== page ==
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Baldness epidemic?

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WASHINGTON—One of every eight vehicles in the U.S. has at least one bald tire, according to the latest survey from the Rubber Manufacturers Association (RMA), up from one in 10 just two years ago,

The RMA did not offer any specific reasons for the worsening condition, but a spokesman alluded to the recession and deferred maintenance.

The RMA said the survey results reflect the findings of a 2011 RMA survey that showed 64 percent of motorists did not know how to check tire tread depth and 9 percent said they never even tried to.

Bald tires cannot grip the road, leading to increased vehicle stopping distances and hydroplaning, resulting in loss of vehicle control, RMA Senior Vice President Dan Zielinski said.

“Checking tire tread is easy and inexpensive to do,” Mr. Zielinski said. “All you need is a penny.”

The “penny test” involves inserting a penny upside down into a tire's tread. If the entire top of Lincoln's head is visible, it's time to buy a new tire, he said.

The survey covered 5,300 vehicles and was conducted at tire retailers in 18 cities, where the tire techs collected the data. The stores involved were: Firestone Complete Auto Care; Discount Tire Co.; Dunn Tire Co.; Goodyear Auto Service Centers and Just Tires; Jack Williams Tire; Les Schwab Tire; Midas Muffler locations; Sullivan Tire Co.; and Tires Plus.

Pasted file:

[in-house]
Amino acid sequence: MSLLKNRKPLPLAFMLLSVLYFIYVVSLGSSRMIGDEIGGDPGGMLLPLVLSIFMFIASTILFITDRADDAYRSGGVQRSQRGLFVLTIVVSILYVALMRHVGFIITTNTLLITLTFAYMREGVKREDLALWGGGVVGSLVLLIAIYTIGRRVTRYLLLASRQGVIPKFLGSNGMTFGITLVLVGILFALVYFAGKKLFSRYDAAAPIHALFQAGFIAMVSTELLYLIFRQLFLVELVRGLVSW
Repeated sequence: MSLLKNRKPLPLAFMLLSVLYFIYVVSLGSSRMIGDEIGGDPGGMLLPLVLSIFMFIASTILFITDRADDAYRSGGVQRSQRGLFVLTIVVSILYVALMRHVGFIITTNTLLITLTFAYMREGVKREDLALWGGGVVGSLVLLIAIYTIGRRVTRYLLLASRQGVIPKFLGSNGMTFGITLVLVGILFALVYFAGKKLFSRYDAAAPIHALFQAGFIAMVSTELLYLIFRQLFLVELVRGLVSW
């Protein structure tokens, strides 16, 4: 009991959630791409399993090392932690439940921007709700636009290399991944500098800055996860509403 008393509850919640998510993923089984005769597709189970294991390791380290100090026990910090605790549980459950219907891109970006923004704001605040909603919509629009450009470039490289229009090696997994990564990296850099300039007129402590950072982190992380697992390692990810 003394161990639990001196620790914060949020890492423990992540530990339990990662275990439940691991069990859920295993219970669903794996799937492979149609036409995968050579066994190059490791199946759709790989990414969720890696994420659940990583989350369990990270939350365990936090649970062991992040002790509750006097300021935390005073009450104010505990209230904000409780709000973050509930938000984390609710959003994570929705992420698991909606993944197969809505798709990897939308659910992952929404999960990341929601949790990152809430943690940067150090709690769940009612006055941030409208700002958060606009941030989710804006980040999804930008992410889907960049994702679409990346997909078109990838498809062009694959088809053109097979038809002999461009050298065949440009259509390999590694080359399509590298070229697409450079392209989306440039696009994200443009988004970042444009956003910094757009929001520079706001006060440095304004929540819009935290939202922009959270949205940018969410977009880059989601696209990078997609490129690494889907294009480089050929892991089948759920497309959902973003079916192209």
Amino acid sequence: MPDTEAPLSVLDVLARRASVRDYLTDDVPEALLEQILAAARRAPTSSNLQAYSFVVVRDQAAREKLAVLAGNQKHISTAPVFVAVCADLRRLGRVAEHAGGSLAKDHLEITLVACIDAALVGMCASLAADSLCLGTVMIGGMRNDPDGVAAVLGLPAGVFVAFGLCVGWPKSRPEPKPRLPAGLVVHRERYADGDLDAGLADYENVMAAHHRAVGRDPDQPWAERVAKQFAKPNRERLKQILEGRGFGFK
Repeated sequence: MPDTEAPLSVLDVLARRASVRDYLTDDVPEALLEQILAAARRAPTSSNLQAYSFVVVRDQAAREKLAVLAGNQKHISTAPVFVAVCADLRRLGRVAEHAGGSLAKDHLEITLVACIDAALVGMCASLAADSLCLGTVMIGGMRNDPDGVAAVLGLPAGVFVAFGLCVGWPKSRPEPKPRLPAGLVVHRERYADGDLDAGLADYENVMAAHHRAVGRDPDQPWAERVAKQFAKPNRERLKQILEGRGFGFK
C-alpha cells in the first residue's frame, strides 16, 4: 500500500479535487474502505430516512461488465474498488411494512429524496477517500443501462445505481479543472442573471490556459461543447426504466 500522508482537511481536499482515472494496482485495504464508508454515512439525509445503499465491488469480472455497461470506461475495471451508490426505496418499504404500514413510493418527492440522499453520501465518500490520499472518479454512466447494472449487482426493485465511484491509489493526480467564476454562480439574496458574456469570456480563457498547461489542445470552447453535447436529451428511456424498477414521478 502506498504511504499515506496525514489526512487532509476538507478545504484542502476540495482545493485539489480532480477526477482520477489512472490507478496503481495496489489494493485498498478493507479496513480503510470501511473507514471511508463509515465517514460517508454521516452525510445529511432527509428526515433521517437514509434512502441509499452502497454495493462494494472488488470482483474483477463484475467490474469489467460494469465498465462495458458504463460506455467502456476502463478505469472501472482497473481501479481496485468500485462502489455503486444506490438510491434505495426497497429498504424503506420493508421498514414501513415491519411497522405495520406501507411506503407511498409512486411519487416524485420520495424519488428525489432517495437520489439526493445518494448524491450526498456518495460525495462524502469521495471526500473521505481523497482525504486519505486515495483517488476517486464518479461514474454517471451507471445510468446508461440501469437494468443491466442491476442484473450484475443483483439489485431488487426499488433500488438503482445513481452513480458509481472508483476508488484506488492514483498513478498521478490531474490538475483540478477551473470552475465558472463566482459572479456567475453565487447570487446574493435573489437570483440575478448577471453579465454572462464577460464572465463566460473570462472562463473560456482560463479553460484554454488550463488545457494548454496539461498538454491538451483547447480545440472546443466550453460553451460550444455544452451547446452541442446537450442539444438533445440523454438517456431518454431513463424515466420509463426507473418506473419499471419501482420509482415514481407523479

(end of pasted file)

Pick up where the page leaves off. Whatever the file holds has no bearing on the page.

The new survey was part of the RMA's ongoing consumer education program, “Be Tire Smart—Play Your PART.”

PART is an acronym that refers to the four crucial aspects of tire care and maintenance: Pressure, Alignment, Rotation, and Tread.

The RMA reminded motorists that prematurely worn tires can result from a number of reasons:

c Pressure: Underinflation is the leading cause of tire wear. Check tire pressure monthly; use the correct inflation pressure for your vehicle (locate sticker on driver's door or refer to owner's manual); and check tires before you drive or wait three hours afterward;

c Alignment: Misalignment of wheels in the front or rear can cause uneven and rapid treadwear;

c Rotation: Regularly rotating tires (every 5,000-8,000 miles) will help achieve more uniform wear; and

c Tread: Advanced and unusual wear can reduce the ability of a tire's tread to grip the road in adverse conditions. Use the “penny test” to check tread depth.
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